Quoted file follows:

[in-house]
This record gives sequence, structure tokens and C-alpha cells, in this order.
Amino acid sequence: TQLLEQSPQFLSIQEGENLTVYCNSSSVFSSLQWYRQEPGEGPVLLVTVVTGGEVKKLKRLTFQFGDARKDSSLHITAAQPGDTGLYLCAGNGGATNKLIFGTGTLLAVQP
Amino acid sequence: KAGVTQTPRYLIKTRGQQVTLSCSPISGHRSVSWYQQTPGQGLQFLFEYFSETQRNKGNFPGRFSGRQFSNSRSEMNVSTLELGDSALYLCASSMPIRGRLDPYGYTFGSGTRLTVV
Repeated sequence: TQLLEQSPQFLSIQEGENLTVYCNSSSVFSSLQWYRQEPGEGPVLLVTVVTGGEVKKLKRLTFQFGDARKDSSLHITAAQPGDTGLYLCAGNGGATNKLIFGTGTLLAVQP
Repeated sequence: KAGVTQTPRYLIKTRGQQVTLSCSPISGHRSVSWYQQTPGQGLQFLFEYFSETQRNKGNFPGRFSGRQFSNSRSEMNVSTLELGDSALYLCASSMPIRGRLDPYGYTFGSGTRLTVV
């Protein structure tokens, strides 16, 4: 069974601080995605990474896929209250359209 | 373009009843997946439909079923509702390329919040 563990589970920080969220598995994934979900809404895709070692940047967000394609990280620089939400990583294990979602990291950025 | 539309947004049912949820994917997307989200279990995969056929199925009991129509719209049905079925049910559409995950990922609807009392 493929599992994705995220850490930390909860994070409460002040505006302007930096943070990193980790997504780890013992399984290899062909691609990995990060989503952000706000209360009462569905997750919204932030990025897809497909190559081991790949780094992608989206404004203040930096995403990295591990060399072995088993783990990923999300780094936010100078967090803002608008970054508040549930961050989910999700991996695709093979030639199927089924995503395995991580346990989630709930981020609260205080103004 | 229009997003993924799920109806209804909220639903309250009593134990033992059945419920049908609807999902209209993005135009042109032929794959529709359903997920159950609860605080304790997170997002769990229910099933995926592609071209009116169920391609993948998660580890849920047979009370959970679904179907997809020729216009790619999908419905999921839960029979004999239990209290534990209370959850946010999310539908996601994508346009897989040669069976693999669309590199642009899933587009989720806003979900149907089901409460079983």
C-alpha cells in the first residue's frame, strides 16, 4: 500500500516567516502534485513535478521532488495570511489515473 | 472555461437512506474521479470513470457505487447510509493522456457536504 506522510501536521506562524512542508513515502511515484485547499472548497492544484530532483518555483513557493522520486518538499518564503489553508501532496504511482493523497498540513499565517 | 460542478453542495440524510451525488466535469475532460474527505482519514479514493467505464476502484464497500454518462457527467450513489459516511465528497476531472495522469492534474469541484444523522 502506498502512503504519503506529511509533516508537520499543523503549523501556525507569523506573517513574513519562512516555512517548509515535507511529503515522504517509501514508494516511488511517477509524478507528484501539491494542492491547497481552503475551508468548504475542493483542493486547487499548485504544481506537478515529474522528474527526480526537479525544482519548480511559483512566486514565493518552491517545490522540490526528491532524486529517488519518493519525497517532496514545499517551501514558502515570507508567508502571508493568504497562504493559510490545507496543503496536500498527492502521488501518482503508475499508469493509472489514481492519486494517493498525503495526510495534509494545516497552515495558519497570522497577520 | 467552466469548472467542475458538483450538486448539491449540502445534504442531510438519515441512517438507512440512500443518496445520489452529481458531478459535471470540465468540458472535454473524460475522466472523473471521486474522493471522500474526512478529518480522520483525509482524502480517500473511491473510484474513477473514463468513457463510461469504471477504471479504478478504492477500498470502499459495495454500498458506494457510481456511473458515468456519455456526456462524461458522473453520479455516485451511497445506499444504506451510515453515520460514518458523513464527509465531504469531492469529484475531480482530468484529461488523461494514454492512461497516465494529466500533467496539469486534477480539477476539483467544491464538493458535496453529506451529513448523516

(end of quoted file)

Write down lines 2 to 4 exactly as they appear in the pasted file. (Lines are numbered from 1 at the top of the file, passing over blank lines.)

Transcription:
This record gives sequence, structure tokens and C-alpha cells, in this order.
Amino acid sequence: TQLLEQSPQFLSIQEGENLTVYCNSSSVFSSLQWYRQEPGEGPVLLVTVVTGGEVKKLKRLTFQFGDARKDSSLHITAAQPGDTGLYLCAGNGGATNKLIFGTGTLLAVQP
Amino acid sequence: KAGVTQTPRYLIKTRGQQVTLSCSPISGHRSVSWYQQTPGQGLQFLFEYFSETQRNKGNFPGRFSGRQFSNSRSEMNVSTLELGDSALYLCASSMPIRGRLDPYGYTFGSGTRLTVV